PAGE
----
Strange Bodies by Marcel Theroux - review by Adrian Turpin

Adrian Turpin

Memory Sticks

Strange Bodies


Faber & Faber 380pp £14.99 order from our bookshop

If Jonathan Coe and Iain Banks collaborated in rewriting Mary Shelley, it might look something like Strange Bodies. Marcel Theroux’s fifth novel is filled with crazed Russian scientists, locked psychiatric wards and a reincarnated Dr Johnson roaming the streets of 21st-century London. But it’s also the tale of a rather grey, middle-aged academic surveying the ruins of his marriage. Gothic melodrama collides with bathetic English comedy: Strange Bodies is a Frankenstein’s monster of a story. Fortunately, Theroux delivers enough energy to jolt it into life.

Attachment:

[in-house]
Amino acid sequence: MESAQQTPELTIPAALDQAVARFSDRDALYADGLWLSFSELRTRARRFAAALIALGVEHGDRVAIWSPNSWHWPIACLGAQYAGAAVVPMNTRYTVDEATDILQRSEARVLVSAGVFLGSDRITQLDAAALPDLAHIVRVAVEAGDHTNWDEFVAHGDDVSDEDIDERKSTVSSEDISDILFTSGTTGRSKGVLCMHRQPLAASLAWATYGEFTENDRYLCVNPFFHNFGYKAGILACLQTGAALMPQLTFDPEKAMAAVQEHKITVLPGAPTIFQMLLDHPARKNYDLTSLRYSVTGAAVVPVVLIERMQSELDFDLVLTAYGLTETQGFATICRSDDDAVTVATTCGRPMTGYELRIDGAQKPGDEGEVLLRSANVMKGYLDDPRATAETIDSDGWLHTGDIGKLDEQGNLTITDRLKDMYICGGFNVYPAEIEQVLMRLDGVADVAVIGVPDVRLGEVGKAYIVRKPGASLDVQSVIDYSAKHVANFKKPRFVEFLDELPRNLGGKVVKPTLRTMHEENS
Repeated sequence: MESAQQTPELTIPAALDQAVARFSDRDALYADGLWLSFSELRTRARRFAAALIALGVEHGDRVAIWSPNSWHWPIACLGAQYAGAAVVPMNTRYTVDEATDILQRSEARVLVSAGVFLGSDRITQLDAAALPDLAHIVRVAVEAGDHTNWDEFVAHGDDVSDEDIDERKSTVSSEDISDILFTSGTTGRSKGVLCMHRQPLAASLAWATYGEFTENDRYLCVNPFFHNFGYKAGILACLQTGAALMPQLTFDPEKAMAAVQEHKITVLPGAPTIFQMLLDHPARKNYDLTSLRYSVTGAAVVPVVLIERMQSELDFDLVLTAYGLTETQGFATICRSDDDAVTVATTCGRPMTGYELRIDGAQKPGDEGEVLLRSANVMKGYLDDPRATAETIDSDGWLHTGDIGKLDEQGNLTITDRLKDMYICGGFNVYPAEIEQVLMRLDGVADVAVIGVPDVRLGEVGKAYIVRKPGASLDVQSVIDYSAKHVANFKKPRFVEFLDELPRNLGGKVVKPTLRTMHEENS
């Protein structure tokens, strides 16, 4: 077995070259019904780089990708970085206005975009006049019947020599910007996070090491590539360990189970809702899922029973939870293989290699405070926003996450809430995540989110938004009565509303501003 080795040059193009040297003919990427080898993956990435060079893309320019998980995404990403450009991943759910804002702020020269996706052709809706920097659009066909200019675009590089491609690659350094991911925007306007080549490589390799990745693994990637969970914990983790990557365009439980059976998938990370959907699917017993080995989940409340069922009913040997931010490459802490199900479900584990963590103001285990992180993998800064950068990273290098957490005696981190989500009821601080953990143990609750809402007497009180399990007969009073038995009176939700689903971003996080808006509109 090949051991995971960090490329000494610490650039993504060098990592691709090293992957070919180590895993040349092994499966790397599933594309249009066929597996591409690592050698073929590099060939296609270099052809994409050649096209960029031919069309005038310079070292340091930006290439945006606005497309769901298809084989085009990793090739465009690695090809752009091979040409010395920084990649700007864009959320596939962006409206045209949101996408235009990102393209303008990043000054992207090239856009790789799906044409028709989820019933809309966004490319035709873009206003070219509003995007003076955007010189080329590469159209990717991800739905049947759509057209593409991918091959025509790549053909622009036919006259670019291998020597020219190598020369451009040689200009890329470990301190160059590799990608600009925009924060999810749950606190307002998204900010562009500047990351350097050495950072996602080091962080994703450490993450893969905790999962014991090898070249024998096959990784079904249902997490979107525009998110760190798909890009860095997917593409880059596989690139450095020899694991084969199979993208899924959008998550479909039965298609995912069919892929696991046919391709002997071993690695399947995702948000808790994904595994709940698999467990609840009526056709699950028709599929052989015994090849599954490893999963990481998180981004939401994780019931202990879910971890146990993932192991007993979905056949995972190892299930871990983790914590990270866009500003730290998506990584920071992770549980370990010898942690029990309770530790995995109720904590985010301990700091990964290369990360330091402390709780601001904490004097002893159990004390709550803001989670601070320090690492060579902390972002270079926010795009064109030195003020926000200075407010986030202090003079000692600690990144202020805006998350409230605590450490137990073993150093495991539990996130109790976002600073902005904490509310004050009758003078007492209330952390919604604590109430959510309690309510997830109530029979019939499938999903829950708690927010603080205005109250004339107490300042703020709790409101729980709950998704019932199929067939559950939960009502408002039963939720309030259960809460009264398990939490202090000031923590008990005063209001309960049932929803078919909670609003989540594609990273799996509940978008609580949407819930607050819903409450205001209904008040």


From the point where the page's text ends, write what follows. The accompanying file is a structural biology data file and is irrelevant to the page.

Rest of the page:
The book starts with a riddle. Dr Nicholas Slopen, expert in the letters of Samuel Johnson, has been dead for months. There was even an obituary in the Telegraph. So who is the man who drops in unexpectedly on Sukie, one of Slopen’s former girlfriends? He doesn’t look like Slopen

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